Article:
Dutton have done wonders in resurrecting, recovering, realising and recording scores long thought inaccessible, lost or well beyond our listening experience. Their catalogue includes some superb ‘resurrections’ including the Elgar Piano Concerto
and Martin Yates’ realisation of the Moeran Second Symphony
. Yates has also done similar inspired service for Cyril Scott’s early piano concerto and cello concerto (Dutton Epoch CDLX7302). Here they turn their beneficent attention to what amounts to Bax’s Symphony No. 0.
First a few personal reflections. In the first flush of enthusiasm I biked over to Totnes from Torquay and ordered the late Colin Scott-Sutherland’s then newly published book on Bax. That was in about 1974. Finally it arrived and having got it home I read it from cover to cover. I found much of it hard-going. Its poetic, philosophical and musicological frames of reference made it a tough read for someone in their early twenties with no technical musical background. I read and re-read it, having been utterly captivated by the little that I had heard of Bax. While I wished it had more to say about Bax’s life I absorbed every word and wondered over the lists of works. It was, at that stage, unthinkable that so much of what was listed would be broadcast or recorded; the latter now achieved by the likes of Chandos, Lyrita and Dutton. The door opened further in the centenary year and I recorded each of the BBC Radio 3 programmes with new vistas opened each time. While the Bax Society was dead and gone by about 1973 open-handed Baxians put me permanently in their debt in the 1980s by sending me cassettes of broadcasts ancient and modern. Amid all this activity and a kaleidoscope of discoveries I never expected to hear the Symphony in F. Now I can.
This Symphony was written by a composer only 24 years old. As wonderfully realised by Martin Yates, this is a hugely ambitious four-movement work. Truth to tell it is discursive and on occasion garrulous. That said, its tendency to ramble is very welcome. The young Bax follows his spontaneous course across a landscape full of familiar landmarks. Bax evolved his DNA early and Martin Yates has absorbed the genetic identifiers across the whole range of Bax’s output. It’s a veritable kaleidoscope of the composer’s fingerprints. Each movement is about twenty minutes in duration - effectively four tone poems.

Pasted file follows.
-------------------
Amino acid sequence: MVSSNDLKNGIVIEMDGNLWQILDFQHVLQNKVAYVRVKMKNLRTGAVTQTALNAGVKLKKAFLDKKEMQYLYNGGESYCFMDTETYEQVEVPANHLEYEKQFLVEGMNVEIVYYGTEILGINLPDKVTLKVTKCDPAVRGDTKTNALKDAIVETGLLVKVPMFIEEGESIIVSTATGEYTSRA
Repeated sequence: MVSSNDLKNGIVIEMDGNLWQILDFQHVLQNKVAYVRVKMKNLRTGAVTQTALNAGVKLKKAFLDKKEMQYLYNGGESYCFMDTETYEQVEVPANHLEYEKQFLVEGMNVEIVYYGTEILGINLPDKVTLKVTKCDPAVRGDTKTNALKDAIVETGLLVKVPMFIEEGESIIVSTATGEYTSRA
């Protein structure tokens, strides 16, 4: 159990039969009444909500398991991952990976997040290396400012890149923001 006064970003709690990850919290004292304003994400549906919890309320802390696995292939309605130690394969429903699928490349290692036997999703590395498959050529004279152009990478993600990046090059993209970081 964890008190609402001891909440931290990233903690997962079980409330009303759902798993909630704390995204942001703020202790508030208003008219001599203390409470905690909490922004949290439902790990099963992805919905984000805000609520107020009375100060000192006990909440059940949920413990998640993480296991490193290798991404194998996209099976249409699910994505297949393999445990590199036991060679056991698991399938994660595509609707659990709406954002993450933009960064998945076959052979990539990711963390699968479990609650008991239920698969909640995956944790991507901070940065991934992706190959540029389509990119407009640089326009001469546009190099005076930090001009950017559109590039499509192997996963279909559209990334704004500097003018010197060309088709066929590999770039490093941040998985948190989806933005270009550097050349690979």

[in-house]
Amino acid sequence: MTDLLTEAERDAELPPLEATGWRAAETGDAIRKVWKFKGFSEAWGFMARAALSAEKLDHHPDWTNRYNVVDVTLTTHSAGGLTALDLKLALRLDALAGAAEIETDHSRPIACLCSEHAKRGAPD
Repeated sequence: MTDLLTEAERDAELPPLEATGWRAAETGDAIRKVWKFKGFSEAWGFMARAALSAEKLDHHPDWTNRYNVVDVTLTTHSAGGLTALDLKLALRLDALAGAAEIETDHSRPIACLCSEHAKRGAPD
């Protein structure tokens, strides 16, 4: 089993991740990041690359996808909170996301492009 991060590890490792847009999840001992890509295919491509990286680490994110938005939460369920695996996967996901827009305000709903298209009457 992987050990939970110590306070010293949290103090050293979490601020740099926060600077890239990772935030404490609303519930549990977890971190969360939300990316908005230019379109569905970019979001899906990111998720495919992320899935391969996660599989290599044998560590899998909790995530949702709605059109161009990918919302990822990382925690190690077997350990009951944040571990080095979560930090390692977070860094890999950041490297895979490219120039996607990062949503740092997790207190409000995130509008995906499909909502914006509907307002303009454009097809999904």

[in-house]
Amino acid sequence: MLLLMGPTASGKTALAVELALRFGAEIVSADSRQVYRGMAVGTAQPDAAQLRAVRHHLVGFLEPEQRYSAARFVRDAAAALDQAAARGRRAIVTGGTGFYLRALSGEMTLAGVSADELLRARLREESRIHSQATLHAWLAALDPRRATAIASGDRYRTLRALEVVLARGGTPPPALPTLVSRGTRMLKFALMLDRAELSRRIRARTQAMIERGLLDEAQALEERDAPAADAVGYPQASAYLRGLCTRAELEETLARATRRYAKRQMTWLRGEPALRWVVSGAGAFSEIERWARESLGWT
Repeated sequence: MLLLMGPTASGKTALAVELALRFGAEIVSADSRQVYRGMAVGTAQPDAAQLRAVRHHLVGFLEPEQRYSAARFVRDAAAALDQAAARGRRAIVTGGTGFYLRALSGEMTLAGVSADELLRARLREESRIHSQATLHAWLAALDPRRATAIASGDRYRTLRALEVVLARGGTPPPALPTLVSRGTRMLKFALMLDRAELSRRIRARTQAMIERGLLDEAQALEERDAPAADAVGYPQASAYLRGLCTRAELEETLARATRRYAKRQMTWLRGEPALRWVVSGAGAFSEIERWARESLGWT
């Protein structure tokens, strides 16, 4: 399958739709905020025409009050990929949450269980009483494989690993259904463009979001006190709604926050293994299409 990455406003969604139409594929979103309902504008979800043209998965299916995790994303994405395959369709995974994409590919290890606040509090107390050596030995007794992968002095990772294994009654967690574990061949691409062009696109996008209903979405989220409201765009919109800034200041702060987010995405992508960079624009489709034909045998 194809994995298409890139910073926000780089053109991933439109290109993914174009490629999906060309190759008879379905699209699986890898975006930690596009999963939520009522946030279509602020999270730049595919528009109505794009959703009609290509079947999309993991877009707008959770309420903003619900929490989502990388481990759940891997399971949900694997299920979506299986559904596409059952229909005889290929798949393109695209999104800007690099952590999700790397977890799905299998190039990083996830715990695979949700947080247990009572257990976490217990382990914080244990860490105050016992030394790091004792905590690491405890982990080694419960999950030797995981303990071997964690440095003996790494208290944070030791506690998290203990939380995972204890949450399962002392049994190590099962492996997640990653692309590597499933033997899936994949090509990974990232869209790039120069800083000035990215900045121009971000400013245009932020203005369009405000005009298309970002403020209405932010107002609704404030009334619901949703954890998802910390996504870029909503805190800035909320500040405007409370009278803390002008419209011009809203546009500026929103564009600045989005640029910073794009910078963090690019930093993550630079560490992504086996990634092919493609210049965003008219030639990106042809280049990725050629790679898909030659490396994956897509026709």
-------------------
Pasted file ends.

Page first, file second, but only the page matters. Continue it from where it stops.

The first movement, which in truth can be quite episodic, has a brusque warlike tone with memories of Rosc-Catha
and Northern Ballad No. 1
. Along the way there are passages evocative of the icy glamour of Winter Legends
, sections that seem like a drifting Debussian vision and violin writing that sound like a Finzian carol. There’s an impressive second movement that could easily be played as a free-stander. Towards the end there are several passages where typically glassy massed violins bring back memories of similar effects in the Seventh Symphony. We then reach the brilliant picturesque third movement. Early on it is Iberian in flavour and had me thinking of his brief and rather flat Mediterranean
even down to the castanets … not to mention Chabrier’s España
and Ravel’s Rapsodie Espagnole
. The movement ends in wild abandon unnervingly like Khachaturian at his most eruptive. The finale takes us back to the barbaric ceremonial qualities of the first movement and the works of Bax’s last years (Victory March
, Malta GC
and Coronation March
) but matches them with pre-echoes of the Rimskian jovialities of the Third Symphony, the stirring warrior exultation of Rosc-Catha
and the dirge-like unison strings of the Fifth Symphony.
This orchestra has been familiar with the Bax idiom having recorded all seven symphonies for Naxos with David Lloyd-Jones. They sound utterly committed and exalt in the moment of discovery. This is no learnt-by-rote library shelf read-through; far from it. The brilliant - no-holds-barred recording matches the spirit of the playing and Lewis Foreman’s notes likewise.
With this recorded can other fine and unrecorded works be given their recorded premiere by Dutton? There is no shortage of candidates but several works cry out for attention: Joseph Marx’s voluptuously lyrical Eine Herbstsymphonie
, Joseph Holbrooke’s Queen Mab
and Apollo and the Seaman
, Benjamin Dale’s The Flowing Tide
and William Baines’ single symphony with Island of the Fey
Back to Bax: Here we have it: a young man’s symphony written when his ideas flowed urgently like milk and honey. This is cause for joy among Baxians. Loquacious, self-indulgent, gorgeous and densely luxuriant as it is, you would do well to hear it.